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Oh, I could go on and on about how massive it is (15 times our own Sun's heft) or its tremendous luminosity (125,000 times more energetic than the Sun) or its overwhelming size (well over a billion kilometers across).
I could tell you about its color (orange-red due it being much cooler than the Sun) or its youth (roughly 9 million years, a tiny fraction of the Sun's 4.6 billion year life so far) or its distance (650 light years, 6.5 quadrillion kilometers).
I could also tell you how it could explode (but it won't for 100,000 years or so).
But I have a better idea. I've heard that if you say its name three times it'll appear.
This is a science blog, so let's see:
Huh. How about that?
Isn't that lovely? That is indeed the star Betelgeuse, marking the right shoulder (or armpit) of the constellation Orion, a massive, luminous, enormous red supergiant. In almost every image I've seen of it the exposure is such that few stars are seen around it; the star is so bright by eye (in the top 15 brightest stars in the sky usually) that short exposures are needed or else it swamps the image.
But astronomer and accomplished astrophotographer Adam Block was able to create this masterpiece using a small (but very fine) telescope in a 4.5 hour total exposure — 1.5 hours each using red, green, and blue filters. The result is a natural color image of this amazing star.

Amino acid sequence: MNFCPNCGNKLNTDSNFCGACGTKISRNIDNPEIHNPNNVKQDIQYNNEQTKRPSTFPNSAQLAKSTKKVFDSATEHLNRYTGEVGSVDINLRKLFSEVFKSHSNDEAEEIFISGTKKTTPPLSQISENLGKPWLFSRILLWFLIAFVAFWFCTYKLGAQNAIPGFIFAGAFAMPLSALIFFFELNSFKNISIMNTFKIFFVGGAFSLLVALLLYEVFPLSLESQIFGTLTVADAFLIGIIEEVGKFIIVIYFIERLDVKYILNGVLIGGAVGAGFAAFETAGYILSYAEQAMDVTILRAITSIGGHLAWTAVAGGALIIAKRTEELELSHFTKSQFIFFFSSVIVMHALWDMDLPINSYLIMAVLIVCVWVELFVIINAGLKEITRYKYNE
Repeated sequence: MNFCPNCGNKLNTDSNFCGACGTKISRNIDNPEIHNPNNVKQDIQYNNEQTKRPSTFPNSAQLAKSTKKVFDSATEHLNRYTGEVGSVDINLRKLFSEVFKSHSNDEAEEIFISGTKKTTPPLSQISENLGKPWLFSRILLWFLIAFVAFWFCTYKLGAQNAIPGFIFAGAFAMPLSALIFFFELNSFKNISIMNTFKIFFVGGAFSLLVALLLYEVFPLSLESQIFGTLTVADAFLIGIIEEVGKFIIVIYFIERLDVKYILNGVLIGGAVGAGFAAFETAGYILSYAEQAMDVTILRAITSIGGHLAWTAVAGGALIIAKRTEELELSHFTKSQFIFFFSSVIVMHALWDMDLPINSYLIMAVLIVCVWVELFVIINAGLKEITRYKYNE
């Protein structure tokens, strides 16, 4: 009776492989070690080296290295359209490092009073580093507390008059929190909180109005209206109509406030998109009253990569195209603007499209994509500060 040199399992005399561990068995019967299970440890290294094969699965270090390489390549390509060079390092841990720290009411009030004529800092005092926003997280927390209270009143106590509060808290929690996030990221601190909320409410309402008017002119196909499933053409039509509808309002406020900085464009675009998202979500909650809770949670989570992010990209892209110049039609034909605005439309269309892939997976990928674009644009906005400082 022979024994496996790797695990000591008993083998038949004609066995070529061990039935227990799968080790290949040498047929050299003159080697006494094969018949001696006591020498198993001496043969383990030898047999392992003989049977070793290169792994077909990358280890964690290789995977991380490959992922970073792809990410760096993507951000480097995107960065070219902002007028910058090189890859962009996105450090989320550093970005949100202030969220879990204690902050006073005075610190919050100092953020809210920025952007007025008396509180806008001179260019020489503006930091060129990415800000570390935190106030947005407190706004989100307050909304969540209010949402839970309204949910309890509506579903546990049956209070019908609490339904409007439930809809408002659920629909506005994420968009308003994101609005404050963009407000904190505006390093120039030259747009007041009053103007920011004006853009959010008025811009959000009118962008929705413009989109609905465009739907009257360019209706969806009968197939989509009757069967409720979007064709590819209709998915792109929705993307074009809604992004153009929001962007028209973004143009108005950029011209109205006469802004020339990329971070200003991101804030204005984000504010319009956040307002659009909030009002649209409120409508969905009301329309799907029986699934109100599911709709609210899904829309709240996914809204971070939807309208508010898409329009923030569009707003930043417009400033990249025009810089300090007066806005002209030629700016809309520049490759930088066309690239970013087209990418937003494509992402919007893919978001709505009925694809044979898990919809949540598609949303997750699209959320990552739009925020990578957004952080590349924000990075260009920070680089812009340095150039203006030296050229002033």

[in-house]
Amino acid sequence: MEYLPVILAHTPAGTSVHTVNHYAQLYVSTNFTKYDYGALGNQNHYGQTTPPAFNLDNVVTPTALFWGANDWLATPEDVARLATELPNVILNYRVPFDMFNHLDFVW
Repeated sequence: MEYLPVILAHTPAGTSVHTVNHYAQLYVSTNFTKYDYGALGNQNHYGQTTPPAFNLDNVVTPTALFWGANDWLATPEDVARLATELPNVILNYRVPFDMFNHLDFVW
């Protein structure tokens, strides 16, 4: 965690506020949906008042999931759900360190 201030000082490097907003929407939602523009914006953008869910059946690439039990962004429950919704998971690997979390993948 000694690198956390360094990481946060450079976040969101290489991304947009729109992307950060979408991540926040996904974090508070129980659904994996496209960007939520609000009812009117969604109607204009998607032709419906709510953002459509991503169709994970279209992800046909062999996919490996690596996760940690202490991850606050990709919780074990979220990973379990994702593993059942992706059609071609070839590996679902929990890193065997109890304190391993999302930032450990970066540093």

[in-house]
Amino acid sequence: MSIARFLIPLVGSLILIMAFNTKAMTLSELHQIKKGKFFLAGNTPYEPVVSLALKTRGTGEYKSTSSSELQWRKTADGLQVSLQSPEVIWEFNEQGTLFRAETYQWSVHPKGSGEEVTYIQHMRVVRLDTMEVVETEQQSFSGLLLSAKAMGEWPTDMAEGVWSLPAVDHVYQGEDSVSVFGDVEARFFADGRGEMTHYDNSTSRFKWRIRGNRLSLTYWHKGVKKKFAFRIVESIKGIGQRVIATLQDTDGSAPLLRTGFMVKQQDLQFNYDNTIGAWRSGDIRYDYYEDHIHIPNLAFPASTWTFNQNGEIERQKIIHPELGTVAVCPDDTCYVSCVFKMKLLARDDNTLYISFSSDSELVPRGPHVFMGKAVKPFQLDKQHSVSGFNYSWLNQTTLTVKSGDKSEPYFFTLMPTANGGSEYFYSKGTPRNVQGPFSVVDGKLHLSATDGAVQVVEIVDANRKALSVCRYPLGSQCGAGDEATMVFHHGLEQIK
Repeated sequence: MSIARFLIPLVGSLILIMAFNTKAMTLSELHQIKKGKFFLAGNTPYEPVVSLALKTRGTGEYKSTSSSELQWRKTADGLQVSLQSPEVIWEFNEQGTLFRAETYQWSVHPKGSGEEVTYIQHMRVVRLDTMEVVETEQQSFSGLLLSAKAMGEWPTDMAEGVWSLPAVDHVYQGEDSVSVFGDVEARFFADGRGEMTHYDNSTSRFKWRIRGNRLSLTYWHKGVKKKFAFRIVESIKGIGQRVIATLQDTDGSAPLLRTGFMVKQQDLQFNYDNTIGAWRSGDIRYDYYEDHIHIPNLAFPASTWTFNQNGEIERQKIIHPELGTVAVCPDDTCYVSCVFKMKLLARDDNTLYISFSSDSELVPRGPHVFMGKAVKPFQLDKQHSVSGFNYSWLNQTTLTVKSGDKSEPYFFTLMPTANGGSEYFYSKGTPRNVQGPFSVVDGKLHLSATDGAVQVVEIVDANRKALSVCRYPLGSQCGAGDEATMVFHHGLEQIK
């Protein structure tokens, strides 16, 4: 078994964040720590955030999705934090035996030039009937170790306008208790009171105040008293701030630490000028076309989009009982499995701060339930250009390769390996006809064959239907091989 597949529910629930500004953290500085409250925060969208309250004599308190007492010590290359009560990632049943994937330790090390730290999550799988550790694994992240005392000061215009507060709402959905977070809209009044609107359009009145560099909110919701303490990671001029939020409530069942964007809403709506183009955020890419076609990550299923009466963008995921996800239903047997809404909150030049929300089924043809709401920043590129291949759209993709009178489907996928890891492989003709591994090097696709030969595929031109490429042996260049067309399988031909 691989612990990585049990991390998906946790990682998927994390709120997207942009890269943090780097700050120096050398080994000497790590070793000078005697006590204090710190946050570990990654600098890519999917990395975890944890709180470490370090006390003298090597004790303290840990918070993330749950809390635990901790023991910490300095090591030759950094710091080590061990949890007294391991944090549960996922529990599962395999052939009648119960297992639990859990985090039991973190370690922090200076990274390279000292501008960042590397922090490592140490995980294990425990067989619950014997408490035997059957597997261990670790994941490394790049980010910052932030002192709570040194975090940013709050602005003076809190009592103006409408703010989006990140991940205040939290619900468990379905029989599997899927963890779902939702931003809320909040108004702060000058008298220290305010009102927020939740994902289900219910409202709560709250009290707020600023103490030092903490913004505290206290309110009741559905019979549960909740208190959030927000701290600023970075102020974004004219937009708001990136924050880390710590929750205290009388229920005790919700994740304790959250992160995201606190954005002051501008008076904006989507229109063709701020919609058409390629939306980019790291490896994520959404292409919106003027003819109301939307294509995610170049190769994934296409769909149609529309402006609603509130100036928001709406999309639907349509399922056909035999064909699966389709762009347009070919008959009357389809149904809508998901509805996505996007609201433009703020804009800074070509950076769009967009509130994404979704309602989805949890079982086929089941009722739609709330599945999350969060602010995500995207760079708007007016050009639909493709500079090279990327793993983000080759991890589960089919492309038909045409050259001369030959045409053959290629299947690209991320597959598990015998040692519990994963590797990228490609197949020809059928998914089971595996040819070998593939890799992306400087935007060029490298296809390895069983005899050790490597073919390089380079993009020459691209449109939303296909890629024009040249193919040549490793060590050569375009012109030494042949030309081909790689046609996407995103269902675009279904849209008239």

There's also much to see in this that's not Betelgeuse. The image is about 4° on a side — eight full Moons could fit across it — and it's filled with stars. It took me a while to get my bearings, but (for example) I was finally able to ID the star to the upper left as 52 Orionis, a star visible to the naked eye from a dark site.
But even the stars take a back seat to the incredible display of gas and dust. The entire constellation of Orion (and beyond its borders) is, from our vantage point and distance on Earth, filled with the Orion Molecular Cloud Complex, a vast series of dense, cold hydrogen clouds where stars are forming at prodigious rates. The spectacular Orion Nebula, so close and bright it's easily visible to the naked eye, is just one small piece of this sprawling nebulosity.
Adam's shot shows detail of this, with brownish dusty clouds like splotches against the redder glow of warm hydrogen. 52 Ori is actually a binary star, each component hotter and more massive than the Sun, making them blue. You can see a faint blue fog around them caused by dust scattering their light toward us, a cheerful contrast to the darker duskier tones around it.
Betelgeuse was in the news a lot recently due to its shenanigans, dimming by such a considerable amount that it was obvious by eye. It's now back to its usual ruddy glow, and what happened exactly isn't clear (though it certainly involves the eructation of a vast amount of opaque dust from its upper atmosphere that blocked our view of it).
From this image you'd never know it could ever be anything less than ostentatiously prominent. Of course, in a hundred millennia or so it will become very much more obvious, when its core collapses and its outer layers explode outward at a significant fraction of the speed of light, and even from our great distance it will outshine Venus. When Betelgeuse goes supernova, it will be anything but subtle.
That lies in the distant future, though. For now, we can still enjoy it as one of the most brilliant, and one of the most exquisite, stars in the sky.